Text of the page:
Connections: learning and remote frontiers
There are all sorts of progressions gracing the FM industry and, in this new instalment in GRAHAM CONSTABLE’s thought-provoking series, Marcus focuses on the innovations at the International Space Station (ISS).
Marcus sat in Scoma’s Restaurant with his mentor and friend, Raoul. Nearby, Fisherman’s Wharf hummed with activity and the lights around the San Francisco Bay glittered as Raoul listened to Marcus talk about his trip to Houston. They hadn’t spoken in a couple of months.
“A good idea of yours Raoul, for me to stop over. Houston to Sydney is a long flight! The food here is great, as usual.”
“That place in Sydney was good too.” “Yeah, but we don’t have a Bay like this.” Raoul agreed. “It’s cool.”
“The Bay’s beautiful, and the Space Centre is cool, Raoul – the real deal.”
“Oh yes, your Houston trip,” Raoul remembered.
“You should see the Neutral Buoyancy Lab – I watched astronauts training underwater. Riveting.”
“That was called the Weightless Training Facility – or something – before.”
“The Buoyancy Lab is different to the original. I remember the original structure, too. You’ve been to the Centre?”
“Sure, it’s quite an operation.”
“Isn’t it! You should see the equipment they have inside that tank. It’s so big!”
“Sounds like you had a memorable visit Marcus.”
“And I haven’t even told you about the simulators.”
Raoul grinned at his friend’s enthusiasm. “So, what did you learn? When we spoke last I suggested you focus on collaboration, innovation and purpose behind the ISS. Were you successful?”
“I have filled my voice recorder and have enough hard copy to write a book!”
“Excellent. Give me a quick summary of what makes up the ISS; it must be quite a structure now.”
Marcus laid out some schematics of the vehicle. “Overall size is 110 metres by 59 metres – that’s one of your football fields. It has a mass of 410,000 kilograms (or 68 African bull elephants), it orbits 400 kilometres – or 240 miles – in low earth orbit every 90 minutes and it can house a crew of six at any one time. In the Orbiter days, these numbers were regularly augmented by the shuttle crew. The vehicle is an intricate network of habitats and laboratory modules, trusses, truss segments, airlocks, numerous electrical, control and environmental systems, eight miles of electrical cabling, an acre’s worth of solar arrays – generating 110 kilowatts of power per orbit – more computers than in an average corporate HQ, payload and equipment racks… I could go on. Nothing like this has ever been built before, ever, by humankind.”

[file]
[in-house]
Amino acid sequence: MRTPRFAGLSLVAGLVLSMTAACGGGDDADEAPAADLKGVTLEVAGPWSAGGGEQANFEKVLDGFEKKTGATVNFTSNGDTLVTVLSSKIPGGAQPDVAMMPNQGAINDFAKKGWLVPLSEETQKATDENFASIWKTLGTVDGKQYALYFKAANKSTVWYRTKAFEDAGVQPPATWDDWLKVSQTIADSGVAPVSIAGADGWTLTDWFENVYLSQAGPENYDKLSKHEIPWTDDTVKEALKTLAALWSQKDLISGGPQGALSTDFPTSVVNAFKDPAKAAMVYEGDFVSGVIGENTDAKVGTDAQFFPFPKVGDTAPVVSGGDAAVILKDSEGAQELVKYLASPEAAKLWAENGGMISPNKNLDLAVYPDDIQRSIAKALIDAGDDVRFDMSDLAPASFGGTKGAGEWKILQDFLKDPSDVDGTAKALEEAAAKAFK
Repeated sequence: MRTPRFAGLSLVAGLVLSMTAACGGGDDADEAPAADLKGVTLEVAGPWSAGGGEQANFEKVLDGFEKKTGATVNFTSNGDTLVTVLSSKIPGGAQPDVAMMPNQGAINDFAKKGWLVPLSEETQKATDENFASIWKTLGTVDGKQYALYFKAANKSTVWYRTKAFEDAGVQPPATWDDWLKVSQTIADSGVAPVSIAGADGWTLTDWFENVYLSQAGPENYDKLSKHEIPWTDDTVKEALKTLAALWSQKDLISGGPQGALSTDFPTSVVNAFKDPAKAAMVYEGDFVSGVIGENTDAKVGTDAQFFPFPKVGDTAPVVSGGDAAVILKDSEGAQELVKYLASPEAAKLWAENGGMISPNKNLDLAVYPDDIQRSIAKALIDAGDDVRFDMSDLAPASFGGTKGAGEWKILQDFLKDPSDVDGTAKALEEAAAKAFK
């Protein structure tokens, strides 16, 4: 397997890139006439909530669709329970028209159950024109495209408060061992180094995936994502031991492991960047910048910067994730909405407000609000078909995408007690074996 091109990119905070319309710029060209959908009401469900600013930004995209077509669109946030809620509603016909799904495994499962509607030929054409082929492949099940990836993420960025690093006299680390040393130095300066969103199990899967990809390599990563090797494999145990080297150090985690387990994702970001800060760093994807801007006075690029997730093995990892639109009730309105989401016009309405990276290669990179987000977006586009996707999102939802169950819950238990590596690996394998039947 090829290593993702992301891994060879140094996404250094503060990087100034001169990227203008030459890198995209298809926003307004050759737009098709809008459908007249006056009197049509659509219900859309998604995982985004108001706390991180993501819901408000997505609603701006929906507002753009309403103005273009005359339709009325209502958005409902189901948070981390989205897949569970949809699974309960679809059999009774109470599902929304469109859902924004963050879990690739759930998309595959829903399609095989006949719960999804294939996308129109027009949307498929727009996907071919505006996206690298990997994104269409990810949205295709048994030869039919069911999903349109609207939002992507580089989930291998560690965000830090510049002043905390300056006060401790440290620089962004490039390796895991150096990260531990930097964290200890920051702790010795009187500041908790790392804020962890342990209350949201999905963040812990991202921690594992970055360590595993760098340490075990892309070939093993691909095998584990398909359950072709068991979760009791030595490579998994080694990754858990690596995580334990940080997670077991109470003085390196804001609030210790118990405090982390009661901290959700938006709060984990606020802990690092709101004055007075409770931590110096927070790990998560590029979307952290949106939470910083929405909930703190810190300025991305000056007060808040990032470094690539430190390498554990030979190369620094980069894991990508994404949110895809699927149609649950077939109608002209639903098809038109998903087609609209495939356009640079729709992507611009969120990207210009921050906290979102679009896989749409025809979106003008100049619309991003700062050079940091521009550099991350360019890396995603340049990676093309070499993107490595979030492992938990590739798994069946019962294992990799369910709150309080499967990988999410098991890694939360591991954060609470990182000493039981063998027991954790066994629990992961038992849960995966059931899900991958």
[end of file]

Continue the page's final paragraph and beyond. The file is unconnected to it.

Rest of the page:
Marcus mused, “I remember sitting out late one night in the Aussie bush with my late father-in-law, Stu, on his front deck. The whole sky was the Milky Way. There was complete silence but for the faint sound of the distant Murray River, when Stu noticed a solid unblinking bright light moving across the sky. He said ‘I can’t hear anything. What kind of aeroplane is that?’” Marcus chuckled. “I told him, ‘Stu, that’s no aeroplane. That’s the Space Station!’ It blew his mind. ‘Wow,’ he said. ‘Right over my backyard!’”
Raoul grinned. “That’s quite a story.”
“That it is, and here I am, exploring how it works.”
“So how does it work, Marcus?”
“You’ll have to read my book!” Marcus grinned. “Joking aside, I must sift through my material before I can answer that one properly. It’s an operation that has relevance for the future of my industry.”
Marcus continued, “For the moment, I can tell you two revealing things. First, the huge collaborative effort involved in assembling, flying and keeping the vehicle operational. Second, the learning approach NASA takes when preparing for and dealing with in-flight challenges. And third, the collective and unrelenting focus on the purpose of the ISS.”
“That’s three things!” Raoul teased.
Marcus smiled. “I guess that’s why they’re up there and I’m down here!”
“Oh, nonsense. You used to fly military jets.”
“Training ones, Raoul. I was never operational.”
“Not many get to do even that.”
Marcus became pensive. “It was an all too brief period of unbridled joy, mental and physical focus. Nothing has come close since!”
Raoul pressed Marcus. “Enough reminiscing. Tell me more about your three points. I’m interested in what you’re learning.”
Marcus cleared his materials. “Consider collaboration. The ISS is the world’s largest international cooperative science and technology program, involving more than 100,000 people in space agencies around the world and at well over 500 contractor facilities in 37 US states and in 16 countries.”
Raoul shook his head slowly.
Marcus leaned forward. “And that’s when things are going well on the ISS.”
Raoul pressed Marcus. “Where do you see this consistent level of effort elsewhere?”
Marcus paused. “On the same scale? Then, in the military. How about your company, Raoul?”
“We thrive on cooperation, but not at that scale.” Raoul pressed again, “What about some of the organisations operating globally in your industry?”
“Chalk and cheese.” Marcus didn’t hesitate.
Raoul played devil’s advocate. “There’s a distinction to be made here my friend. They’re not flying a space station.”